In Berlin, the still-young president took advantage of being on the global stage to make it easier for friend and foe alike to see him as a leader eager to steer America and the world away from nuclear confrontation.

His efforts were not wasted. Two months after his Berlin speech, the United States, Great Britain and the Soviet Union signed the Limited Nuclear Test Ban Treaty, the first such agreement since atomic bombs were dropped on Hiroshima and Nagasaki.

Follow @CNNOpinion on Twitter.

Join us at Facebook/CNNOpinion.

The opinions expressed in this commentary are solely those of Nicolaus Mills.

ADVERTISEMENT
Part of complete coverage on
updated 4:47 PM EDT, Fri April 18, 2014
Jim Bell says NASA's latest discovery support the notion that habitable worlds are probably common in the galaxy.
updated 2:17 PM EDT, Fri April 18, 2014
Jay Parini says even the Gospels skip the actual Resurrection and are sketchy on the appearances that followed.
updated 1:52 PM EDT, Fri April 18, 2014
Graham Allison says if an unchecked and emboldened Russia foments conflict in a nation like Latvia, a NATO member, the West would have to defend it.
updated 9:11 AM EDT, Fri April 18, 2014
John Sutter: Bad news, guys -- the pangolin we adopted is missing.
updated 8:52 AM EDT, Fri April 18, 2014
Ben Wildavsky says we need a better way to determine whether colleges are turning out graduates with superior education and abilities.
updated 6:26 AM EDT, Fri April 18, 2014
Charles Maclin, program manager working on the search and recovery of Malaysia Flight 370, explains how it works.
updated 8:50 AM EDT, Fri April 18, 2014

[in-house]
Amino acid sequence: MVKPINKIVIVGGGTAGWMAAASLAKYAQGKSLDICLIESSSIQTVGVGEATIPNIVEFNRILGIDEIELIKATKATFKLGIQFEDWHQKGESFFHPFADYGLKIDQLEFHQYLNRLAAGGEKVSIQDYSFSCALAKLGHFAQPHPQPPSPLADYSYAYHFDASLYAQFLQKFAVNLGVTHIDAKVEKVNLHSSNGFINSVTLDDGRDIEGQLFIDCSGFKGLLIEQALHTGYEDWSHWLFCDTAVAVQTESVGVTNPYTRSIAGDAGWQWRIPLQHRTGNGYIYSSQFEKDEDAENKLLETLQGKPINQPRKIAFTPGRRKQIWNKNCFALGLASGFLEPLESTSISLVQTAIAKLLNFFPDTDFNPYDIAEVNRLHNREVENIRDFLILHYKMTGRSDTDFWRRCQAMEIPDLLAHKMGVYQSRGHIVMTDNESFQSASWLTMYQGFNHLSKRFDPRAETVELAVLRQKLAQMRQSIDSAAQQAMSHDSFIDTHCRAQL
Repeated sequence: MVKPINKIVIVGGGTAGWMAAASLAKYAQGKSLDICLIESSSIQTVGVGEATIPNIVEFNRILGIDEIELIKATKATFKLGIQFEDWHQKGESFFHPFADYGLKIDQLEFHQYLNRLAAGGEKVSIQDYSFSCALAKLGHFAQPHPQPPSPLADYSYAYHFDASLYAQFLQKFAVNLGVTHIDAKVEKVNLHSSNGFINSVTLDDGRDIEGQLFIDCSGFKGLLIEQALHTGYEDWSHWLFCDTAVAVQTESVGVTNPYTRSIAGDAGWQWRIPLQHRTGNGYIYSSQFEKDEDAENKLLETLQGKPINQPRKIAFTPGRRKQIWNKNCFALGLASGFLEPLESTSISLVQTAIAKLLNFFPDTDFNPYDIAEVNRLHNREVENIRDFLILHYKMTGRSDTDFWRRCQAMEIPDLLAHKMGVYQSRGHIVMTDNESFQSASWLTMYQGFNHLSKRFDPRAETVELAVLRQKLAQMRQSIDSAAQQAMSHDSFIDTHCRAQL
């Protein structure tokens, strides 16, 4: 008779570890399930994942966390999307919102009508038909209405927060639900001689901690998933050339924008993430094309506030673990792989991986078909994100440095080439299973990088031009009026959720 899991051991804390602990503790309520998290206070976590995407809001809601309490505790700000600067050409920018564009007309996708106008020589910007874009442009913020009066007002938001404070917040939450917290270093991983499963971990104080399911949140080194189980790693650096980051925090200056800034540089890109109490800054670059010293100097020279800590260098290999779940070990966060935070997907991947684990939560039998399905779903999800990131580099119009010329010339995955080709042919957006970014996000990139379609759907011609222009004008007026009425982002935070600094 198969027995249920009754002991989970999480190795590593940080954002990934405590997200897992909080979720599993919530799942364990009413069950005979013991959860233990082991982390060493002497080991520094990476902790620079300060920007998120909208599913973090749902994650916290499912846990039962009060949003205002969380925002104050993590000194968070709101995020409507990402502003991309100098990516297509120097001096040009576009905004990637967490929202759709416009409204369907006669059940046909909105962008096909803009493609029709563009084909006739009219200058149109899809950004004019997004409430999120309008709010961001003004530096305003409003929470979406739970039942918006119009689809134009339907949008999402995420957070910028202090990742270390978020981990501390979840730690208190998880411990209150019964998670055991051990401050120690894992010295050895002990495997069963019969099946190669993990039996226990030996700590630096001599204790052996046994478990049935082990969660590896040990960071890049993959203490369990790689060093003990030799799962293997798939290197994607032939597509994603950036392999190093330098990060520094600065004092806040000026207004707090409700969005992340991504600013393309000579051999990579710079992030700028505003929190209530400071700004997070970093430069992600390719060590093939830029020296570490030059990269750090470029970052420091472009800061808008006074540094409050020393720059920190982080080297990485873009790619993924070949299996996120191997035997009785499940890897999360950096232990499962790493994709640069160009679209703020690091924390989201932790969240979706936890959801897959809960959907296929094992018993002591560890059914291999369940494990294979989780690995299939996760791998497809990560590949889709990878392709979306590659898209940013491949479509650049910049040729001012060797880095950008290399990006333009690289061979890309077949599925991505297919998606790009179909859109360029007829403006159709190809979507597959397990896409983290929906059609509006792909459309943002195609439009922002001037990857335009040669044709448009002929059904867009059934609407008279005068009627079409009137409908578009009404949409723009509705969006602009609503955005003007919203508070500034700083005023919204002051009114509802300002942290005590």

Jill Koyama says Michael Bloomberg is right to tackle gun violence, but we need to go beyond piecemeal state legislation.
updated 2:45 PM EDT, Thu April 17, 2014
Michael Bloomberg and Shannon Watts say Americans are ready for sensible gun laws, but politicians are cowed by the NRA. Everytown for Gun Safety will prove the NRA is not that powerful.
updated 9:28 AM EDT, Thu April 17, 2014
Ruben Navarrette says Steve Israel is right: Some Republicans encourage anti-Latino prejudice. But that kind of bias is not limited to the GOP.
updated 7:23 PM EDT, Wed April 16, 2014
Peggy Drexler counts the ways Phyllis Schlafly's argument that lower pay for women helps them nab a husband is ridiculous.
updated 12:42 PM EDT, Wed April 16, 2014
Rick McGahey says Rep. Paul Ryan is signaling his presidential ambitions by appealing to hard core Republican values
updated 11:39 AM EDT, Wed April 16, 2014
Paul Saffo says current Google Glasses are doomed to become eBay collectibles, but they are only the leading edge of a surge in wearable tech that will change our lives
updated 2:49 PM EDT, Tue April 15, 2014
Kathleen Blee says the KKK and white power or neo-Nazi groups give haters the purpose and urgency to use violence.
updated 7:56 AM EDT, Wed April 16, 2014
Sen. Sheldon Whitehouse and Rep. Henry Waxman say read deep, and you'll see the federal Keystone pipeline report spells out the pipeline is bad news
updated 7:53 AM EDT, Wed April 16, 2014
Frida Ghitis says President Obama needs to stop making empty threats against Russia and consider other options
ADVERTISEMENT
ADVERTISEMENT
ADVERTISEMENT
ADVERTISEMENT